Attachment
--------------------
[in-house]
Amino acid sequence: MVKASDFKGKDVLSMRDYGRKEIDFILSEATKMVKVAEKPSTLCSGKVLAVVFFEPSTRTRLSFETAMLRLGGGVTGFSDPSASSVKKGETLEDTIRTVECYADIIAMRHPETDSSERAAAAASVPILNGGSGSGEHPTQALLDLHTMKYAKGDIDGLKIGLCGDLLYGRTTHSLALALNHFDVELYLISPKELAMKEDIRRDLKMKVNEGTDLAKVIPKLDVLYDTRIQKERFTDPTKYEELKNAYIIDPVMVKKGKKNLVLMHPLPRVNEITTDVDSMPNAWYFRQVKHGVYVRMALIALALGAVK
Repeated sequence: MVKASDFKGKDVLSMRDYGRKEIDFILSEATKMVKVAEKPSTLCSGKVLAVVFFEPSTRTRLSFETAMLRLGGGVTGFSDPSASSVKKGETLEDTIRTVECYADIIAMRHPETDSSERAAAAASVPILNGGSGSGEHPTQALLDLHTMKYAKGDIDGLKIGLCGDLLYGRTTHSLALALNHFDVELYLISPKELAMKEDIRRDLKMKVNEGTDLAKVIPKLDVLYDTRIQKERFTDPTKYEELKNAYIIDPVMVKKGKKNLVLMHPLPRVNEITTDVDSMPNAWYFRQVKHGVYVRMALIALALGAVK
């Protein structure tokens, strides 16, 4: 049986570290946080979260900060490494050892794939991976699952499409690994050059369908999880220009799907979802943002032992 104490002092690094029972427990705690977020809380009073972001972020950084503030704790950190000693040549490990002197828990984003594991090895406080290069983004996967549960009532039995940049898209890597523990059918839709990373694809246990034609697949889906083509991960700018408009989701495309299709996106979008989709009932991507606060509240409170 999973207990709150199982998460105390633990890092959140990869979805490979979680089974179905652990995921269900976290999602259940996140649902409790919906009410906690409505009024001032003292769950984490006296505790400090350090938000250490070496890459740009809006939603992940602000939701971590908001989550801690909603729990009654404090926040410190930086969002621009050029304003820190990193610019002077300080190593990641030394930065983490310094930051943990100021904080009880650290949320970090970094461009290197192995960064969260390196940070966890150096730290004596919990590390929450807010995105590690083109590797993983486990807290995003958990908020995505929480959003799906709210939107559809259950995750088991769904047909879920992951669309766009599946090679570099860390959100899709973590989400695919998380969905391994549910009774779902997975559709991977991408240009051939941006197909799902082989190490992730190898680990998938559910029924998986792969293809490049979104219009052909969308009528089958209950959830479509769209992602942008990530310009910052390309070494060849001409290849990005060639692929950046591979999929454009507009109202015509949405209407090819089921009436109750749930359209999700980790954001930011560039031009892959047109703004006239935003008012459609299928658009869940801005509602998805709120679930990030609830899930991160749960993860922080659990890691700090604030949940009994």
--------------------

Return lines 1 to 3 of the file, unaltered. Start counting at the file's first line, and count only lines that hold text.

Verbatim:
[in-house]
Amino acid sequence: MVKASDFKGKDVLSMRDYGRKEIDFILSEATKMVKVAEKPSTLCSGKVLAVVFFEPSTRTRLSFETAMLRLGGGVTGFSDPSASSVKKGETLEDTIRTVECYADIIAMRHPETDSSERAAAAASVPILNGGSGSGEHPTQALLDLHTMKYAKGDIDGLKIGLCGDLLYGRTTHSLALALNHFDVELYLISPKELAMKEDIRRDLKMKVNEGTDLAKVIPKLDVLYDTRIQKERFTDPTKYEELKNAYIIDPVMVKKGKKNLVLMHPLPRVNEITTDVDSMPNAWYFRQVKHGVYVRMALIALALGAVK
Repeated sequence: MVKASDFKGKDVLSMRDYGRKEIDFILSEATKMVKVAEKPSTLCSGKVLAVVFFEPSTRTRLSFETAMLRLGGGVTGFSDPSASSVKKGETLEDTIRTVECYADIIAMRHPETDSSERAAAAASVPILNGGSGSGEHPTQALLDLHTMKYAKGDIDGLKIGLCGDLLYGRTTHSLALALNHFDVELYLISPKELAMKEDIRRDLKMKVNEGTDLAKVIPKLDVLYDTRIQKERFTDPTKYEELKNAYIIDPVMVKKGKKNLVLMHPLPRVNEITTDVDSMPNAWYFRQVKHGVYVRMALIALALGAVK